When news of George Michael’s death broke, I was crawling into bed in Greece at 1:15am. It hit me like a Mac truck and I stayed up till 5:30am trying to process it. Other celebrities have died this year, but this was personal. He was too goddamned young. Just 10 years older than me, he had been in my life for over 75% of my existence. There was a time when 100% of my heartbreak was dispelled by listening to George.
I know this is a “travel blog” in the most limiting of definitions, but it’s what I want it to be, not what terminology dictates. I’m a nomad, not a traveller, and recording my existence as a nomad means all kinds of things. Like this, the sadness and heartbreak of being a million miles away when bad news hits.
Music is a thing that transcends time and space. Travel has taught me that few things are universal like music. It crosses cultures and defies differences. It unites us from all kinds of lifestyles and experiences, and it’s one commonality we can all share. When I hear music in different countries, it makes me realize the world isn’t so small. Whether it’s “Kyrie” by Mr. Mister blasting in a roadside diner in Merida, Mexico, Tom Waits playing in a Greek pizzeria, or U2’s “Streets Have No Name” carrying into a Portuguese night, it connects us all despite the miles.
A Defense in Song
I’ve never been a huge David Bowie fan but when an artist of singular talent and who has the courage to challenge convention dies, it’s a loss for all of us. I felt Bowie’s death deeply in Portugal, and everywhere I went that day, it was clear the Portuguese all did too. That’s what art should do, it should unite us and help us cherish individuality. When we lose that, it’s a collective loss. When your uniqueness or oddity finally has a defender singing out loud in the world, almost on your behalf, it’s a powerful affirmation. Especially if you’re in your teens and 20s and the world seems so hard to decipher.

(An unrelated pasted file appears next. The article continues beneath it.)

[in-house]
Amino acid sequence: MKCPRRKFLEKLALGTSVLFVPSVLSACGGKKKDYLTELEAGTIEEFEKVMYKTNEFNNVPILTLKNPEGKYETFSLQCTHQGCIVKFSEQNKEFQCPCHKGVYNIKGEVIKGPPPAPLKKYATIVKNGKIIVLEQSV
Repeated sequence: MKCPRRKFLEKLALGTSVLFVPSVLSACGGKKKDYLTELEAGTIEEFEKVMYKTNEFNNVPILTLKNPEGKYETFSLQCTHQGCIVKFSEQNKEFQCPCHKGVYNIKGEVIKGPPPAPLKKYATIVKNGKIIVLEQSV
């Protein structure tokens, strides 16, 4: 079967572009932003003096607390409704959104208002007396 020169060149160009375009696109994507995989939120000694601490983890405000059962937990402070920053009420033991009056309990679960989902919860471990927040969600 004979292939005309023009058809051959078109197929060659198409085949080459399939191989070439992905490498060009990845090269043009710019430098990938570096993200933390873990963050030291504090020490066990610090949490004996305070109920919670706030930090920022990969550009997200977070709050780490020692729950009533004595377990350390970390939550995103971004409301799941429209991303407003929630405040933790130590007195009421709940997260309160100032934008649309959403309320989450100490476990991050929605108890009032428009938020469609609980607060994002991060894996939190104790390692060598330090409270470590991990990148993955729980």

That defender, for me, was George Michael. He wasn’t as in-your-face about it as David Bowie, but he was still constantly trying to unshackle himself from definitions of him created by others. When other people thought he was a heart-throb, he did what he could to unseat that. He was a guy who’d have up to 80,000 people screaming his name, with millions in the bank, and he sang about insecurities in a way that still resonates for me.
He’s done nothing new except to reinvent his old work for 12 years now, so, in a way, it makes it easier for me that he’s gone. But still, he was so close to my age, and now I have a future where George Michael most certainly won’t be helping me to process my life.
Once, I Was 13
The George Michael love goes back to my formative years. Those years where I felt weird and strange because I read so much and was chubby and different. All the other girls at school were so Girly, and I never was, still am not. Making my peace with being different was something I’ve struggled with all my life. There are so many ways I have trouble “passing” in society, because I’m a weird loner at times. Those weight problems still cause deep insecurities too.
As a creative traveller, I’m constantly thinking big-picture thoughts, getting lost in philosophical notions, pondering existence. I’m complicated and convoluted, and it’s such a lonely way for a person to be. But I’ve always been that way. When someone like George comes along and captures some of that, it matters, whoever you are. As a 13-year-old, that love for George was simpler. It started because Wham! had a great sound, they were fun, and something in that clicked for me.